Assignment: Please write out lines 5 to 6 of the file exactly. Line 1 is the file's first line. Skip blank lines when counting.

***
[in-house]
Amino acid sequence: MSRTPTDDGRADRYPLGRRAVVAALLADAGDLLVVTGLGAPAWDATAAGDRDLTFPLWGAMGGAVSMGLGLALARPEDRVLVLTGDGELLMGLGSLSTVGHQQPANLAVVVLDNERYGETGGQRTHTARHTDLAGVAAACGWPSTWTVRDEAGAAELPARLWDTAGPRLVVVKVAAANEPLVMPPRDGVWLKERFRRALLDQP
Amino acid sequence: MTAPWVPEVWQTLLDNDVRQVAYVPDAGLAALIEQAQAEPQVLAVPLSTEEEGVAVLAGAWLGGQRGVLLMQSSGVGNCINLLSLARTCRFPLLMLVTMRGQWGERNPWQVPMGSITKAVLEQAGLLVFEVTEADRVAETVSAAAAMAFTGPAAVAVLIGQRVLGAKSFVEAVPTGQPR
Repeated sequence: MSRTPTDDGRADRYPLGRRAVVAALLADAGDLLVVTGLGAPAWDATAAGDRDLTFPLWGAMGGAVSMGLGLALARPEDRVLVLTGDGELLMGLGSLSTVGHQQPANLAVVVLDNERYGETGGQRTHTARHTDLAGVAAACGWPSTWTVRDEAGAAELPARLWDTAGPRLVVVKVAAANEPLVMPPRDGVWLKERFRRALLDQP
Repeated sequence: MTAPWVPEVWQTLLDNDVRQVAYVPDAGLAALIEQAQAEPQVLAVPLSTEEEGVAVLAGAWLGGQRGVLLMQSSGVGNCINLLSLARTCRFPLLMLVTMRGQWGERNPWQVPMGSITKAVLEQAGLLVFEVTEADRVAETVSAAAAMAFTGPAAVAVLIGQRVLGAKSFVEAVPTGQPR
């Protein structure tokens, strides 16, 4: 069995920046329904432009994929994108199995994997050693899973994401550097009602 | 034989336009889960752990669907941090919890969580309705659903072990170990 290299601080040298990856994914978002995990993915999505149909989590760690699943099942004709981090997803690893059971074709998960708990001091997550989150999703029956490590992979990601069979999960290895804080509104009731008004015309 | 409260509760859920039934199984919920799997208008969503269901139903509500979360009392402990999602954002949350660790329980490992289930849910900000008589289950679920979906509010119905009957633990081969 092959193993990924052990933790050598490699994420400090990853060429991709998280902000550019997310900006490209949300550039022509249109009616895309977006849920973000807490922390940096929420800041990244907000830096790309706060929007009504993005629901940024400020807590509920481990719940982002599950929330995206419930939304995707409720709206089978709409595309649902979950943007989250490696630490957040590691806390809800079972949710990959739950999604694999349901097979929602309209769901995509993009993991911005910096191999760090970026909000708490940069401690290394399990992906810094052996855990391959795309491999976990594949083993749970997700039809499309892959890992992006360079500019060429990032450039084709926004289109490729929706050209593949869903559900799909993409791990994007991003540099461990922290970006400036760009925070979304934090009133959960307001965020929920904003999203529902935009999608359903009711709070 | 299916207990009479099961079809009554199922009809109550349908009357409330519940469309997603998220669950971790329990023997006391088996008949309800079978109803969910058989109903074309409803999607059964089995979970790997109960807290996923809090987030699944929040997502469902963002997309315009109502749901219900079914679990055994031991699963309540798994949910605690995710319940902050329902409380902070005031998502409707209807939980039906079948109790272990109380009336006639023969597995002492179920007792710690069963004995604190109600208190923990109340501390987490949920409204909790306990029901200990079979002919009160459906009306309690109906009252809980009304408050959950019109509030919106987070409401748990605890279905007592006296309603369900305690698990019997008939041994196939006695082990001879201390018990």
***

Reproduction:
Repeated sequence: MTAPWVPEVWQTLLDNDVRQVAYVPDAGLAALIEQAQAEPQVLAVPLSTEEEGVAVLAGAWLGGQRGVLLMQSSGVGNCINLLSLARTCRFPLLMLVTMRGQWGERNPWQVPMGSITKAVLEQAGLLVFEVTEADRVAETVSAAAAMAFTGPAAVAVLIGQRVLGAKSFVEAVPTGQPR
């Protein structure tokens, strides 16, 4: 069995920046329904432009994929994108199995994997050693899973994401550097009602 | 034989336009889960752990669907941090919890969580309705659903072990170990 290299601080040298990856994914978002995990993915999505149909989590760690699943099942004709981090997803690893059971074709998960708990001091997550989150999703029956490590992979990601069979999960290895804080509104009731008004015309 | 409260509760859920039934199984919920799997208008969503269901139903509500979360009392402990999602954002949350660790329980490992289930849910900000008589289950679920979906509010119905009957633990081969 092959193993990924052990933790050598490699994420400090990853060429991709998280902000550019997310900006490209949300550039022509249109009616895309977006849920973000807490922390940096929420800041990244907000830096790309706060929007009504993005629901940024400020807590509920481990719940982002599950929330995206419930939304995707409720709206089978709409595309649902979950943007989250490696630490957040590691806390809800079972949710990959739950999604694999349901097979929602309209769901995509993009993991911005910096191999760090970026909000708490940069401690290394399990992906810094052996855990391959795309491999976990594949083993749970997700039809499309892959890992992006360079500019060429990032450039084709926004289109490729929706050209593949869903559900799909993409791990994007991003540099461990922290970006400036760009925070979304934090009133959960307001965020929920904003999203529902935009999608359903009711709070 | 299916207990009479099961079809009554199922009809109550349908009357409330519940469309997603998220669950971790329990023997006391088996008949309800079978109803969910058989109903074309409803999607059964089995979970790997109960807290996923809090987030699944929040997502469902963002997309315009109502749901219900079914679990055994031991699963309540798994949910605690995710319940902050329902409380902070005031998502409707209807939980039906079948109790272990109380009336006639023969597995002492179920007792710690069963004995604190109600208190923990109340501390987490949920409204909790306990029901200990079979002919009160459906009306309690109906009252809980009304408050959950019109509030919106987070409401748990605890279905007592006296309603369900305690698990019997008939041994196939006695082990001879201390018990």